I do not know what a poor medieval farmer thought about the form of the earth, except that it probably did not interest him much. I do know, however, that Greek scientists, Eratosthenes specifically, had calculated the circumference of the earth fairly accurately, and that medieval scholars knew this.

The reason why Columbus was urged to forgo his voyage was not for fear that his ships would sail off the edge of the earth into the void, but because the trip was too long, and in fact it would have been if the Americas had not been there to interrupt it.

Further evidence that scholars of the Middle Ages did not think the earth was flat can be found in Dante's Divine Comedy. When Dante leaves the

Figure 13.1
Figures 13.1-2: Dante and Vergil come out from the Hell and see the stars of the southern hemisphere, in two famous drawings by Gustave Dore.

Inferno he and Virgil emerge on the other side of the globe, demonstrating knowledge of southern astronomy. He sees "all the stars of the other pole" and watches the circumpolar stars of the Northern Hemisphere set behind the horizon. Further, Dante's masterpiece is riddled with double meanings and the dual nature of things, both terrestrial and celestial. Even if not many commentators had the courage to say so, it is highly probable that Dante had information of a quantitative nature about the skies of the Southern Hemisphere, obtained from travelers who had gone far enough south to observe them. The following lines come from Purgatory, Canto 1, tercet 22, as translated by Henry Wadsworth Longfellow:

To the right hand I turned, and fixed my mind Upon the other pole, and saw four stars Ne'er seen before save by the primal people.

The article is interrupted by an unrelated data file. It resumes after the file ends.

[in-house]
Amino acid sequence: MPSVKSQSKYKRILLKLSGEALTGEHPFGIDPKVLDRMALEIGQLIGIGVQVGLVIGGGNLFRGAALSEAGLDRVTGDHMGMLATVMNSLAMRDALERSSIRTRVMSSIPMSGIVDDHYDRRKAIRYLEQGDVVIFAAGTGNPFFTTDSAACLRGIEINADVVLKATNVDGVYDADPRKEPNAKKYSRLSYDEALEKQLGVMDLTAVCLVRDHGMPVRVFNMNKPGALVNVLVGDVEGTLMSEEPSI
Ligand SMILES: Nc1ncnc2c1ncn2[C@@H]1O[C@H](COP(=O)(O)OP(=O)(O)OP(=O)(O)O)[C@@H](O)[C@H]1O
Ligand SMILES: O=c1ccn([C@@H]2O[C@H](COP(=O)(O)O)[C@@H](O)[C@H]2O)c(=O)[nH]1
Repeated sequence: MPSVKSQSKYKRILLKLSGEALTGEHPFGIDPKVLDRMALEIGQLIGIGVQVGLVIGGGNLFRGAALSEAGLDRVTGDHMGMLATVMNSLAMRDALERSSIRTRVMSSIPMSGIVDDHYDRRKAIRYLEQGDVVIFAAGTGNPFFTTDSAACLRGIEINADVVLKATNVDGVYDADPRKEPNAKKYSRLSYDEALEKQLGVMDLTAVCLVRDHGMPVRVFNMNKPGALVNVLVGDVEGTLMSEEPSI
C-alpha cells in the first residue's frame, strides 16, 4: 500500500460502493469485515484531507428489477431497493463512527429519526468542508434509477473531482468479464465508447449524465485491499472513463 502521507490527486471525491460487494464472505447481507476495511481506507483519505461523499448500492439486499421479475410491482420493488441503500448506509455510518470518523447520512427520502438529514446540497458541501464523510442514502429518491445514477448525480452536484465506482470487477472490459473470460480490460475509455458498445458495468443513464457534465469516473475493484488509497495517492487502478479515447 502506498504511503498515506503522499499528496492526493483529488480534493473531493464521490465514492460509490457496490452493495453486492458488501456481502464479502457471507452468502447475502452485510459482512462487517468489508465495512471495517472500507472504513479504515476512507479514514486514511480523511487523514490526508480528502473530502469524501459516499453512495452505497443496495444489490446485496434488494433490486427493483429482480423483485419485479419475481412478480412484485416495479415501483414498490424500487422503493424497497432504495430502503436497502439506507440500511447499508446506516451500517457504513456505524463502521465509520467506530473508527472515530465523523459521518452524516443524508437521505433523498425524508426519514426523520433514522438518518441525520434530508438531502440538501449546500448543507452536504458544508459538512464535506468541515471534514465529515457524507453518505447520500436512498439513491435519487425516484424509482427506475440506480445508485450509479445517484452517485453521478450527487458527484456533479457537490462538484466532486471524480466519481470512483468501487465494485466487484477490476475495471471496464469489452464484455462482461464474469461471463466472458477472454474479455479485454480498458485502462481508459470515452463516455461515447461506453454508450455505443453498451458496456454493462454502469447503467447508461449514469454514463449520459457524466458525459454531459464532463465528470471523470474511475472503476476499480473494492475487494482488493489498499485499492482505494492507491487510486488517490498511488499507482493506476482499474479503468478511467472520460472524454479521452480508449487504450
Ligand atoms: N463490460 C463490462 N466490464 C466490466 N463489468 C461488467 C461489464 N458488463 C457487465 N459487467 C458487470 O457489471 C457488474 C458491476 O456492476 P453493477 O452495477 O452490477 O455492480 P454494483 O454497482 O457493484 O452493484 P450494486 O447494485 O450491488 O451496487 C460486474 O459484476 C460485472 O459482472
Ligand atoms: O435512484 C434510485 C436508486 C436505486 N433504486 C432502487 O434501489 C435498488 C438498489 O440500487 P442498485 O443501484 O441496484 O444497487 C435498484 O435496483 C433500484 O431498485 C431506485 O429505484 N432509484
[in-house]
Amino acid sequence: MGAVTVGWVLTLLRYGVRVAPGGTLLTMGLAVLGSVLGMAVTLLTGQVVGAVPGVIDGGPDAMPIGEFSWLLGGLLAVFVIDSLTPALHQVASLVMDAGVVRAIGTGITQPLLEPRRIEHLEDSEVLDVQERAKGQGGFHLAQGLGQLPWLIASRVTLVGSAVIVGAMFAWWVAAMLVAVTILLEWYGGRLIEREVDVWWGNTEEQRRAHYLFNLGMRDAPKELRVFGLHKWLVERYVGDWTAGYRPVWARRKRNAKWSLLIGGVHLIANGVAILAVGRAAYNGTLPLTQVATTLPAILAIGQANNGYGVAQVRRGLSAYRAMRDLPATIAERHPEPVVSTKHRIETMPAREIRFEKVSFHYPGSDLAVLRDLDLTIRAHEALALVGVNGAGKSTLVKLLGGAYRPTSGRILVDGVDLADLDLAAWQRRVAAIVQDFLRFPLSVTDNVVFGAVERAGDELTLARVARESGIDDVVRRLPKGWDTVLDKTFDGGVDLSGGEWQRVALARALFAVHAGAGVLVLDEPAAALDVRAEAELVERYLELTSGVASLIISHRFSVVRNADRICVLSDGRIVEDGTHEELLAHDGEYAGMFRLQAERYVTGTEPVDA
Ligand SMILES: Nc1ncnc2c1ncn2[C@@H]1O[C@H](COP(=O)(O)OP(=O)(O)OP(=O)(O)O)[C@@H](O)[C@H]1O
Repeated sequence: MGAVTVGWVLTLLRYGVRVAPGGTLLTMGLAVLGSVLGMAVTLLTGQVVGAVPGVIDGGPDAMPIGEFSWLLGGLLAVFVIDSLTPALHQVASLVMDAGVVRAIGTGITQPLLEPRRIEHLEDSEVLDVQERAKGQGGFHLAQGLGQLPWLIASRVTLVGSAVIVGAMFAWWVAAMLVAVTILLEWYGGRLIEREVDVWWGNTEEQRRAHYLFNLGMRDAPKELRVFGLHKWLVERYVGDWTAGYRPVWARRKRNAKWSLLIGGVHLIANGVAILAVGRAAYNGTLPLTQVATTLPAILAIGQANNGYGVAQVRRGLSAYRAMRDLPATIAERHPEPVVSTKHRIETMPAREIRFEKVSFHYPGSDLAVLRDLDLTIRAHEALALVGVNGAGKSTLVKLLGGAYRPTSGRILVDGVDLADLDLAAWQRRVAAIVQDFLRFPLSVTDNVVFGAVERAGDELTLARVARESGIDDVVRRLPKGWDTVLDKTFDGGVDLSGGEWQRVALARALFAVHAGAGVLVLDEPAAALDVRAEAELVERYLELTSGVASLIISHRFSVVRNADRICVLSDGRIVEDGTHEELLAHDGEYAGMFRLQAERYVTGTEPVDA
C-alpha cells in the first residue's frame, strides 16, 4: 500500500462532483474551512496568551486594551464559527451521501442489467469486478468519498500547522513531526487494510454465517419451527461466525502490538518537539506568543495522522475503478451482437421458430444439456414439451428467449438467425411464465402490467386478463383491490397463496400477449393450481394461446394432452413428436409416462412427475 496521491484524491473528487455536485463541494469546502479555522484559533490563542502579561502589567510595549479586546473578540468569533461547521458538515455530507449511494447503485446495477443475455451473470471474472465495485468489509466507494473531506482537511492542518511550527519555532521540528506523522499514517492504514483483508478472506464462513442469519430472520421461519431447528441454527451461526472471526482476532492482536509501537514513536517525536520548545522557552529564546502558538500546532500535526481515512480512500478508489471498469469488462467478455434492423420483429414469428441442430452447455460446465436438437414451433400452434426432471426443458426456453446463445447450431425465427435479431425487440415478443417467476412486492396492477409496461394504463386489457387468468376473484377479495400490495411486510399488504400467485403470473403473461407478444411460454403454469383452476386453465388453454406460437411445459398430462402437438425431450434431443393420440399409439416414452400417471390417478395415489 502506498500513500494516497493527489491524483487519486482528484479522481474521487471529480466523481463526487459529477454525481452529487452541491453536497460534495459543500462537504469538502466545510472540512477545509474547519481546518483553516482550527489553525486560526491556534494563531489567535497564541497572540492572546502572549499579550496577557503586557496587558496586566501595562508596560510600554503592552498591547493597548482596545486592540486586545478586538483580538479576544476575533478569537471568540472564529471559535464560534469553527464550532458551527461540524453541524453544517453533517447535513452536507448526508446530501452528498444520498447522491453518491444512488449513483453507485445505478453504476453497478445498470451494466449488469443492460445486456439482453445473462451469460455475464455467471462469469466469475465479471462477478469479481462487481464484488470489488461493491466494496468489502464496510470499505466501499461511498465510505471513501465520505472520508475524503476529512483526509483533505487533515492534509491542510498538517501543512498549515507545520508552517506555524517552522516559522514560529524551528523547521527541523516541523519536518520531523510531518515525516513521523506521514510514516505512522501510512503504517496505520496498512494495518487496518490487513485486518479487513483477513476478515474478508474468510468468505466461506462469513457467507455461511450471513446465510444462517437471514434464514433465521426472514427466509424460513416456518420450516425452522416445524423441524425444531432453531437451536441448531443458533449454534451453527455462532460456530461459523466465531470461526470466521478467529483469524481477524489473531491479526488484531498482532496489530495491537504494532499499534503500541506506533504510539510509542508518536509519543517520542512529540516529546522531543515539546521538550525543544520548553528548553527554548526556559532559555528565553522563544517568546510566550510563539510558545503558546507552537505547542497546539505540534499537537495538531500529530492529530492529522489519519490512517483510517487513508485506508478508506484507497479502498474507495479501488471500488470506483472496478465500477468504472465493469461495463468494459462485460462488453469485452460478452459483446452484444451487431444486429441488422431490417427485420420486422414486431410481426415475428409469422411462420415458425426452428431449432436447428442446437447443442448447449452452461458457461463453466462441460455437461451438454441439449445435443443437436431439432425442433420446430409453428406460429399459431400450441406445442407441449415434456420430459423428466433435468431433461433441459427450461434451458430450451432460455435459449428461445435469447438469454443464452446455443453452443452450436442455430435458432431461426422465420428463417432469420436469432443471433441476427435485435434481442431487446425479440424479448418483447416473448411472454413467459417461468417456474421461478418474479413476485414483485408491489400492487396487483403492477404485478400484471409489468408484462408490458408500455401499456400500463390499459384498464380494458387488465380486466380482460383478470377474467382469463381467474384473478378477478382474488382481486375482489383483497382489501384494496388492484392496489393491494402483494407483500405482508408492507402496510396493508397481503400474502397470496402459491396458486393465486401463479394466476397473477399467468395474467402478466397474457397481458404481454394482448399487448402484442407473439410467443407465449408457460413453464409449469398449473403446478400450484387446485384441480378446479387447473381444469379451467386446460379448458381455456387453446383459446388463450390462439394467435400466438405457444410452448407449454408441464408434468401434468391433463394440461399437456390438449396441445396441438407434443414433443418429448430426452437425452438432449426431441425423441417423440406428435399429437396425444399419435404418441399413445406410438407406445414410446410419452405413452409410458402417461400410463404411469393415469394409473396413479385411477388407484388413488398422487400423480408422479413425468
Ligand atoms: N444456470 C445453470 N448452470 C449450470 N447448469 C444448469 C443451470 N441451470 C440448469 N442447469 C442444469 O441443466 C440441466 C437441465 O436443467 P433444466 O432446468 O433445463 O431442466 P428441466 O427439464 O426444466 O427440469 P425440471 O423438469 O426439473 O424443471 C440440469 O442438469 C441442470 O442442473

Rejoicing in their flamelets seemed the heaven. O thou septentrional and widowed site, Because thou art deprived of seeing these!

The four stars are undoubtedly, in Dante's mind, seen as an image of the four Theological Virtues. But neither is there any question that the Southern Cross with his four (or five) bright stars is a fundamental constellation for the navigation of the Southern Hemisphere, and indeed the explorer Amerigo Vespucci, in a letter penned on July 18, 1500, and addressed to Lorenzo di Pierfrancesco de Medici, noted that the stars cited by Dante had to have been the Southern Cross. The same constellation reappears in Purgatory, Canto 8, tercet 88:

And my Conductor: "Son, what dost thou gaze at Up there?'' And I to him: "At those three torches With which this hither pole is all on fire.''

And he to me: "The four resplendent stars Thou sawest this morning are down yonder low, And these have mounted up to where those were.''

The "three torches'' could be the stars of the Austral Triangle, another important navigational constellation in the Southern Hemisphere (around the year 1300, the Southern Cross, followed by the Austral Triangle, was visible on the southern horizon at a northern latitude of about 24 degrees).

So, avoiding schemas and preconceptions means completely and definitively accepting that there is no evolution of intelligence. The Romans were as intelligent as we are, as were the Egyptians. The same applies to the neolithic peoples, to the builders of the megalithic temples, to the artists of Lascaux.

These people did not leave us manuals or explanations. All they left us are their works. And it is time that we recognize the possibility that there exist objects about which we understand nothing—objects that are as puzzling to us as those equidistant disks were for the characters of Roadside Picnic. It is time to admit that we do not know what they are for or how they work.

However, in our case these objects were not left by extraterrestrials, or by some unknown antediluvian civilizations as some would unfortunately have us believe (thereby betraying themselves immediately as being among those who do not respect and therefore cannot understand our predecessors). They were left by people like us, which means we can understand, because while they were no less intelligent than we, neither were they more so.